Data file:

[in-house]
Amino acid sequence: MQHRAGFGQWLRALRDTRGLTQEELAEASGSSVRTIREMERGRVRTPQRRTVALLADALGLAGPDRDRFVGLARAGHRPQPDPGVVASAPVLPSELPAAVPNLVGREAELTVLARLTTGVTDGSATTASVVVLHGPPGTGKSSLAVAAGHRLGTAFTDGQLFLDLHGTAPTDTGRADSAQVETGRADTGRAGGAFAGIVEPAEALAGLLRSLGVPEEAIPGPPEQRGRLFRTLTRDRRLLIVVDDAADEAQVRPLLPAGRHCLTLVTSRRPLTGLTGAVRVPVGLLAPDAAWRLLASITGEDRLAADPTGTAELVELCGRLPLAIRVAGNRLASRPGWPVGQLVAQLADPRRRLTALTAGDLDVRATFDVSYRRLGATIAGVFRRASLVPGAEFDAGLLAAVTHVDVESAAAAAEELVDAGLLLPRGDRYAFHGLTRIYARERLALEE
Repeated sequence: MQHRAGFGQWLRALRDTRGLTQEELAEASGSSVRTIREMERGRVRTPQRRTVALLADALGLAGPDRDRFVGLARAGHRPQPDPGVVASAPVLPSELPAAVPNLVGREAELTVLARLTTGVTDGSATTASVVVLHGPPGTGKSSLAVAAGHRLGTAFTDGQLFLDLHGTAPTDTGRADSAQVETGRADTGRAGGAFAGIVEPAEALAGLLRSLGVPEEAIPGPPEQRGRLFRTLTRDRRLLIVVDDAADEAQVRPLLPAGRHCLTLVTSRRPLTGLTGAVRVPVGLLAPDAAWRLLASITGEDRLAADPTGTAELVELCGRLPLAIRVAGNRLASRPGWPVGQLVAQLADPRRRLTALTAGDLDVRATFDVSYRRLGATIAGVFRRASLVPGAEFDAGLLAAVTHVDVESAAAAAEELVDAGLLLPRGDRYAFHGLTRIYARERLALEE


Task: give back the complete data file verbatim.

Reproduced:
[in-house]
Amino acid sequence: MQHRAGFGQWLRALRDTRGLTQEELAEASGSSVRTIREMERGRVRTPQRRTVALLADALGLAGPDRDRFVGLARAGHRPQPDPGVVASAPVLPSELPAAVPNLVGREAELTVLARLTTGVTDGSATTASVVVLHGPPGTGKSSLAVAAGHRLGTAFTDGQLFLDLHGTAPTDTGRADSAQVETGRADTGRAGGAFAGIVEPAEALAGLLRSLGVPEEAIPGPPEQRGRLFRTLTRDRRLLIVVDDAADEAQVRPLLPAGRHCLTLVTSRRPLTGLTGAVRVPVGLLAPDAAWRLLASITGEDRLAADPTGTAELVELCGRLPLAIRVAGNRLASRPGWPVGQLVAQLADPRRRLTALTAGDLDVRATFDVSYRRLGATIAGVFRRASLVPGAEFDAGLLAAVTHVDVESAAAAAEELVDAGLLLPRGDRYAFHGLTRIYARERLALEE
Repeated sequence: MQHRAGFGQWLRALRDTRGLTQEELAEASGSSVRTIREMERGRVRTPQRRTVALLADALGLAGPDRDRFVGLARAGHRPQPDPGVVASAPVLPSELPAAVPNLVGREAELTVLARLTTGVTDGSATTASVVVLHGPPGTGKSSLAVAAGHRLGTAFTDGQLFLDLHGTAPTDTGRADSAQVETGRADTGRAGGAFAGIVEPAEALAGLLRSLGVPEEAIPGPPEQRGRLFRTLTRDRRLLIVVDDAADEAQVRPLLPAGRHCLTLVTSRRPLTGLTGAVRVPVGLLAPDAAWRLLASITGEDRLAADPTGTAELVELCGRLPLAIRVAGNRLASRPGWPVGQLVAQLADPRRRLTALTAGDLDVRATFDVSYRRLGATIAGVFRRASLVPGAEFDAGLLAAVTHVDVESAAAAAEELVDAGLLLPRGDRYAFHGLTRIYARERLALEE